Central nervous system toxicity of manganese. II: Cocaine or reserpine inhibit manganese concentration in the rat brain.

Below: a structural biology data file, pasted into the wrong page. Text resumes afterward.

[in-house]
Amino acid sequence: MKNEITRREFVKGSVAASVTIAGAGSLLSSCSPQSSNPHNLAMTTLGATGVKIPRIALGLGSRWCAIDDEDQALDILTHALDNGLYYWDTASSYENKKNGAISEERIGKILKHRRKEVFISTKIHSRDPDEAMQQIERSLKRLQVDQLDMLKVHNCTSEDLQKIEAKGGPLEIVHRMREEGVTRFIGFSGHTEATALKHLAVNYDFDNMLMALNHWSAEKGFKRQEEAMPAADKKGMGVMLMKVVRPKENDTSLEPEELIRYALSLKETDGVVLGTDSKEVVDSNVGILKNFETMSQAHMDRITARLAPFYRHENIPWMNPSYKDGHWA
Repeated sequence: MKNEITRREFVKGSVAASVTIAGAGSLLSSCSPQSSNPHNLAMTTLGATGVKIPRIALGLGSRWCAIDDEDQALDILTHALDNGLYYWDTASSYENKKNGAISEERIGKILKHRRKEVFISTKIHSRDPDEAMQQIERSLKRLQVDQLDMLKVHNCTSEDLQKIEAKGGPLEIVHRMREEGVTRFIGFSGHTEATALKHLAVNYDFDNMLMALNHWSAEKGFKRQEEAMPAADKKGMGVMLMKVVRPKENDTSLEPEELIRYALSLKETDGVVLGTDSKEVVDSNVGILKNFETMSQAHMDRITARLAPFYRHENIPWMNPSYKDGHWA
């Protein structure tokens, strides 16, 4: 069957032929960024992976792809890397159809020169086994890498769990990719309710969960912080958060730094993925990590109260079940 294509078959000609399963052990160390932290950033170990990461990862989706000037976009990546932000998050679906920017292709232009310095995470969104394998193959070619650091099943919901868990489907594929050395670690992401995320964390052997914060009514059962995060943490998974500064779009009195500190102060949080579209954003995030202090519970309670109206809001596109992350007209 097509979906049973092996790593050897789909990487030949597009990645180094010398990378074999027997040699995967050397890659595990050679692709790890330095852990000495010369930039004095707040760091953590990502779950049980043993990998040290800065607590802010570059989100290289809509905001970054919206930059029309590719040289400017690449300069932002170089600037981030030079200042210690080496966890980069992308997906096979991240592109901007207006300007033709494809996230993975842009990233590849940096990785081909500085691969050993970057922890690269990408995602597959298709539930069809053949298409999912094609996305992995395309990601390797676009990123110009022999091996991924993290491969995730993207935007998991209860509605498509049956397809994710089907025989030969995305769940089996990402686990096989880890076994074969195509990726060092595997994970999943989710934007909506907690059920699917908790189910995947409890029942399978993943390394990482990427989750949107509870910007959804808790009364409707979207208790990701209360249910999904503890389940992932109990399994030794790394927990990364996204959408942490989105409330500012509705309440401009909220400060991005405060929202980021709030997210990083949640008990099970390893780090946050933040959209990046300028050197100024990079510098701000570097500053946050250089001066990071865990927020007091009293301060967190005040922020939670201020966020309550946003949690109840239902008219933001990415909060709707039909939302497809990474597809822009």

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Manganese concentrates in the ventral mesencephalon of male Sprague-Dawley rats after intrathecal administration of MnCl2. We tested the hypothesis that Mn concentration in the central nervous system (CNS), particularly in the ventral mesencephalon, is decreased by inhibiting dopamine reuptake using cocaine or by decreasing dopamine concentrations using reserpine. The intrathecal administration of Mn (250 micrograms Mn/rat as MnCl2) caused the Mn concentration in the ventral mesencephalon to increase from 0.57 to 31.8 micrograms Mn/g. Cocaine administration (8.6 mg/kg i.p.) thirty minutes prior to MnCl2 decreased ventral mesencephalon Mn to 3.3 micrograms Mn/g. By giving reserpine (5 mg/kg i.p.) 24 hours prior to MnCl2 the ventral mesencephalon Mn concentration was decreased from 29.9 micrograms Mn/g to 3.7 micrograms Mn/g. Intrathecal MnCl2 decreased the dopamine concentration in the caudate putamen by 40% six hours after administration. Cocaine or reserpine decreased the Mn concentration in the ventral mesencephalon, occipital pole, frontal lobe and caudate putamen but did not change the Mn concentration in the cerebellum. The results indicate that the mechanism(s) by which Mn is concentrated in many brain regions can be inhibited by cocaine, a dopamine reuptake inhibitor, or by reserpine, a dopamine depleter, and suggest that the Mn concentration in the CNS is related to dopamine reuptake and/or concentration.
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